Posts: 1,792
    Likes: 61, Points: 0, Legacy Rep: 793
    Location: BC Summers / Nayarit Winters

    RHough Retro Dude

    Look at a boat sailing with the AWA < 30 deg. Pick some average wind speed that uses 90% of the RM. Don't touch anything and change the wind speed up 10% and down 10%. Add a change in true wind angle of +/- 5 deg. Work out the changes in force from the sail(s) with no adjustment and with instantaneous response. You now have a matrix that represents the normal fluctuations of a "steady" breeze. We all know that breeze is seldom this steady but it is a place to start.

    One of the comments that James Spithill made was that while monohull boats can react to changes in the wind with little penalty, mutli's must anticipate those changes. SpeedDream is using multi-hull dynamics so she will sail like a multi. The leeward capsize and pitchpole risk will be about the same as a multi on one hull. What SpeedDream gives up is the mutli's response to windward roll. The multi has equal resistance to windward capsize as leeward capsize, SpeedDream does not. The multi reduces the RM used passively, SpeedDream must have an active system.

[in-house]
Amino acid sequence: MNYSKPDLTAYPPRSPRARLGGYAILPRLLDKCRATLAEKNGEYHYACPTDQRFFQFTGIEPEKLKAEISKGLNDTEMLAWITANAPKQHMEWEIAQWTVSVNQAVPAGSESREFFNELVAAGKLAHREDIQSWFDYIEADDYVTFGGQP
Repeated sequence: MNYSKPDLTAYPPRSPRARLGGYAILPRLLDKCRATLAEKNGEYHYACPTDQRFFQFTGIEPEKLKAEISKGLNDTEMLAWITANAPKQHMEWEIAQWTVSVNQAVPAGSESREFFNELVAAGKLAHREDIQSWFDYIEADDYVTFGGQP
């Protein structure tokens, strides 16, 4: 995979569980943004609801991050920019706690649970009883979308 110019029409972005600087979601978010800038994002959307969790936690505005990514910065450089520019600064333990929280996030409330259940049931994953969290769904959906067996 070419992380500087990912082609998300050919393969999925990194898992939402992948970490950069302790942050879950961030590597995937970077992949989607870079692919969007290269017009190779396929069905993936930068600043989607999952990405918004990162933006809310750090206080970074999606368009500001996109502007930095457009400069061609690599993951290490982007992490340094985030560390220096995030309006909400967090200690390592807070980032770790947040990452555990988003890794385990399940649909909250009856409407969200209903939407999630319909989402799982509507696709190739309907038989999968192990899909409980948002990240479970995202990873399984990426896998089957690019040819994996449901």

Mono's work because they don't use anywhere near RM max at the design point, there is a RM reserve that handles gusts and provides positive stability in roll. Once you use most/all of RM max at the design point that safety margin goes away. SpeedDream has done just that, it is good that it might self right, it will need to.

    R
     
  9. RHough
    Joined: Nov 2005
    Posts: 1,792
    Likes: 61, Points: 0, Legacy Rep: 793
    Location: BC Summers / Nayarit Winters

    RHough Retro Dude

    No, serious speed on water uses planing hulls, not foils.

    Look at the history of hydrofoils outside sailing. You can't look at many current commercial hydrofoils since most of them have been replaced with other technology. If Boeing could not dominate the commercial ferry market with hydrofoils what would lead anyone to think that hydrofoils are the future?

    Foil assist ... what are they using the foils for? Resist the forward pitch from the drive force of conventional sail rigs. Change the rig to reduce the forward pitch and use some of the rig force to lift the boat and you eliminate the need for the foils (and the extra drag they create). This is one reason that kiteboards and sailboards are faster than foilers.

    The ama foils on multis are a brute force solution that could be solved by canted rigs and a fore and aft ballast shift.

    Rather than continue down a path that big budgets have abandon, why not try to mimic the dynamics of what is known to produce higher speeds? Planing hulls and lifting rigs?